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Bookworm 2013: After Wartime

Posted on | December 4, 2013 | No Comments

Lucius Sheperd - Life During Wartime

Book-wise, 2013 started off with a veritable bang. Despite Shepard’s reputation for being an absolutely brilliant, yet terribly underrated writer in the genre during the eighties, I must confess what really drew me to this book was the cover – if it weren’t so gorgeous I probably would have kept “Life During Wartime” on the “to read” list in perpetuity. As it was, I cracked it open and remained mesmerized for the next 432 pages.

The novel tells the story of David Mingolla, a grunt serving in a future war in Guatemala, one fought not only with conventional weapons, but also special commandos utilizing psychic powers to fight the enemy across a wholly different kind of muddy, rotten battlefield.

Before becoming a writer, Shepard lived a rich, varied, adventurous life, and it really shows in his prose. It is not only rich and florid in style (but never to the point of being tacky), it is filled with vivid, relatable characters, believably captured on paper, even when he segues into brief digressions and anecdotes, sketched vignettes within the overarching narrative of the novel.

Everyone and their mother will tell you this is an allegorical tale about the Vietnam war, a post-colonial treatise in the guise of a magical-realist science fiction or science fantasy novel, and of course, they will be right. This is not you average pulp skiffy, nor is it modern SF trying desperately to be highbrow literature – this simply and naturally is highbrow literature, and the effortless way in which this is achieved really shines through.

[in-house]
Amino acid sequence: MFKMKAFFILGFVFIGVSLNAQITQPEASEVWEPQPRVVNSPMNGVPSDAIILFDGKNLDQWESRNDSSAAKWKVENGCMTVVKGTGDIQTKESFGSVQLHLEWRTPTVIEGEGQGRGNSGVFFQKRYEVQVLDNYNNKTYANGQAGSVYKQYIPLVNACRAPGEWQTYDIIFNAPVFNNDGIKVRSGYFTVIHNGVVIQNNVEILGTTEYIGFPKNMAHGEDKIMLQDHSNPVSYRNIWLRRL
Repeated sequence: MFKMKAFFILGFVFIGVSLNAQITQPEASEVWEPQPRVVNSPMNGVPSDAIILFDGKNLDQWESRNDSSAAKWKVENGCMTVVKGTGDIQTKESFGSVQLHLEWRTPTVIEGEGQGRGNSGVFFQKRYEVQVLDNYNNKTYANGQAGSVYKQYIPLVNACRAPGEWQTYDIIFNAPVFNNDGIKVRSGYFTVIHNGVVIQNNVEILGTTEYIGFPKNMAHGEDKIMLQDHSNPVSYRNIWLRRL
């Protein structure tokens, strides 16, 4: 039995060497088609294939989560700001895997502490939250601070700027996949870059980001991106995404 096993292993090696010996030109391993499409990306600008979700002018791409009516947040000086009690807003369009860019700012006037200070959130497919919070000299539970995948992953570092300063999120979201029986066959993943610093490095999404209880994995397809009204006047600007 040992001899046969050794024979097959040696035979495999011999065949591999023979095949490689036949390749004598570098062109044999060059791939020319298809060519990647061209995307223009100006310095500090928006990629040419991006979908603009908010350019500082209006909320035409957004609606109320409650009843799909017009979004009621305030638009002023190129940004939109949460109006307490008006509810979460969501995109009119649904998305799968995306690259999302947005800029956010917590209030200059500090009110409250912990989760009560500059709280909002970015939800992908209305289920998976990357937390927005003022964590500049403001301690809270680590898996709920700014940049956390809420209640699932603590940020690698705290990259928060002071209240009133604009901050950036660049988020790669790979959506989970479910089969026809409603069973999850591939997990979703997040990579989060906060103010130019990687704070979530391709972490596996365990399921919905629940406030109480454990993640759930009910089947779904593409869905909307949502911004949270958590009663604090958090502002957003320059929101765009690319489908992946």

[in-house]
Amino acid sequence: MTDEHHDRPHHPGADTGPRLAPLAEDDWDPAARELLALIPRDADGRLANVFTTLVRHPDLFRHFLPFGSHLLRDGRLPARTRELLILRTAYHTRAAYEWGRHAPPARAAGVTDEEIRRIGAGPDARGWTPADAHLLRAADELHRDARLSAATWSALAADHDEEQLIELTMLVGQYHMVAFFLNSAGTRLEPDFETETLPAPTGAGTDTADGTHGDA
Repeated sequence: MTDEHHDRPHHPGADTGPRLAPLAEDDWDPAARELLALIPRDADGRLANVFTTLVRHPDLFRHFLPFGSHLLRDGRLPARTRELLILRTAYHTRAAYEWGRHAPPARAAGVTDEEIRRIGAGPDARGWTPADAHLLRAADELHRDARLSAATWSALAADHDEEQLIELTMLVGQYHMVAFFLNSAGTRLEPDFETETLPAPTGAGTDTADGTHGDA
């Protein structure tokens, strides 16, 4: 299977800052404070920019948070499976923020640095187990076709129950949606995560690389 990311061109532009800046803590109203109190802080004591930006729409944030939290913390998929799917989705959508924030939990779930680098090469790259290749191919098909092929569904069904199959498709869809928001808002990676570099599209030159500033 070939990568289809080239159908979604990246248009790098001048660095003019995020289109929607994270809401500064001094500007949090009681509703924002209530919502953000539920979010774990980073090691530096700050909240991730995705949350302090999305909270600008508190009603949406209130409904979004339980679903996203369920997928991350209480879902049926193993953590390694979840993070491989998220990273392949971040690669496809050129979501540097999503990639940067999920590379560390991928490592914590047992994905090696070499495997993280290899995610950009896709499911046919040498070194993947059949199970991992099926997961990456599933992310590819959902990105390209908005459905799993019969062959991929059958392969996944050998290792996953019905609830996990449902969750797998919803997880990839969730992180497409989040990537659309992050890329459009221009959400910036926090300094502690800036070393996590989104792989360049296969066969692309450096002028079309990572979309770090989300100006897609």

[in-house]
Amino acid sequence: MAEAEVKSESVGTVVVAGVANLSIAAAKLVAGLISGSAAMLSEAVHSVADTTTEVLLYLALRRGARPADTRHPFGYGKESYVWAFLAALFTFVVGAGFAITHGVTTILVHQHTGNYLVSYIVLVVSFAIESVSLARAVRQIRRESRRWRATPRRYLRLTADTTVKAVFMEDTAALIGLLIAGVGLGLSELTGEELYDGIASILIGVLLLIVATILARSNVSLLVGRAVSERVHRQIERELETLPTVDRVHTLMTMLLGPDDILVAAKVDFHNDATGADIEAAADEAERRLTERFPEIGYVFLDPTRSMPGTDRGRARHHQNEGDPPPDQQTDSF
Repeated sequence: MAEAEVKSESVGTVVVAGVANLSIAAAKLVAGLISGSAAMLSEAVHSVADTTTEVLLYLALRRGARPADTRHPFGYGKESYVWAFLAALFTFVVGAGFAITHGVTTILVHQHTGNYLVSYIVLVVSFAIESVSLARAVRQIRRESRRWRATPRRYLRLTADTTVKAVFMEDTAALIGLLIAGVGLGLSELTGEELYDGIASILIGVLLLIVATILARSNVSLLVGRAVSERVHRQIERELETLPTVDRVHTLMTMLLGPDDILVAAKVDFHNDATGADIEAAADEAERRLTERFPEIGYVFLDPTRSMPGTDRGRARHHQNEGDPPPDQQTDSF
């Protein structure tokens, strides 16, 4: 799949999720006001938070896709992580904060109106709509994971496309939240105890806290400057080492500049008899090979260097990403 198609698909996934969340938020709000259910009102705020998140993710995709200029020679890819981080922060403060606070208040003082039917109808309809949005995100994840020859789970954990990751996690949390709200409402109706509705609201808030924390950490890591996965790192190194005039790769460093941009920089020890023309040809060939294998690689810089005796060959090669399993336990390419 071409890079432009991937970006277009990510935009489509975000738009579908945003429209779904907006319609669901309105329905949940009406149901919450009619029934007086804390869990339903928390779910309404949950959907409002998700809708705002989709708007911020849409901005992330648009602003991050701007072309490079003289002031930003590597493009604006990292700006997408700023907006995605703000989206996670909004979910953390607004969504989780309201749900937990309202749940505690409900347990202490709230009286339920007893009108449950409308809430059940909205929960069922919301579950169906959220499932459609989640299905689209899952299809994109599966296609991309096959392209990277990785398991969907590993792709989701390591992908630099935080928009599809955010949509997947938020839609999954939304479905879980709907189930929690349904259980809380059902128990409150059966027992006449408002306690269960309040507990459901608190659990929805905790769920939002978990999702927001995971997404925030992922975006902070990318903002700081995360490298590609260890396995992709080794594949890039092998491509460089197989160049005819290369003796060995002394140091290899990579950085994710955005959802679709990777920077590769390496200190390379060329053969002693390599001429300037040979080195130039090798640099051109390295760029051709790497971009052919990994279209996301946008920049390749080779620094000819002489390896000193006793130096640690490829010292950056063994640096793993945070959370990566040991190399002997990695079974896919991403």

There are also those who will say that it has an odd structure, with a strong, almost self-sufficient opening which then slows down into a seemingly bogged-down slow meandering rhythm before delivering the strong closing chapters, and they would also be correct. However, the structure and pace, to me at least, seem intentional and well thought-through, following the meandering adventures of Mingolla as he searches for answers in an increasingly bizarre world where he can’t trust anyone, including himself.

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    Written in minutes and fact-checked in seconds via Google. May contain unsafe levels of self-righteousness. Past cleverness is no guarantee of future results.
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  • Goodreads

    The Curious Incident of the Dog in the Night-Time
    From Eternity to Here: The Quest for the Ultimate Theory of Time
    The Ophiuchi Hotline
    A Portrait of the Artist as a Young Man
    Green Eyes
    Crackpot Palace: Stories
    The Fractal Prince
    The Fecund's Melancholy Daughter

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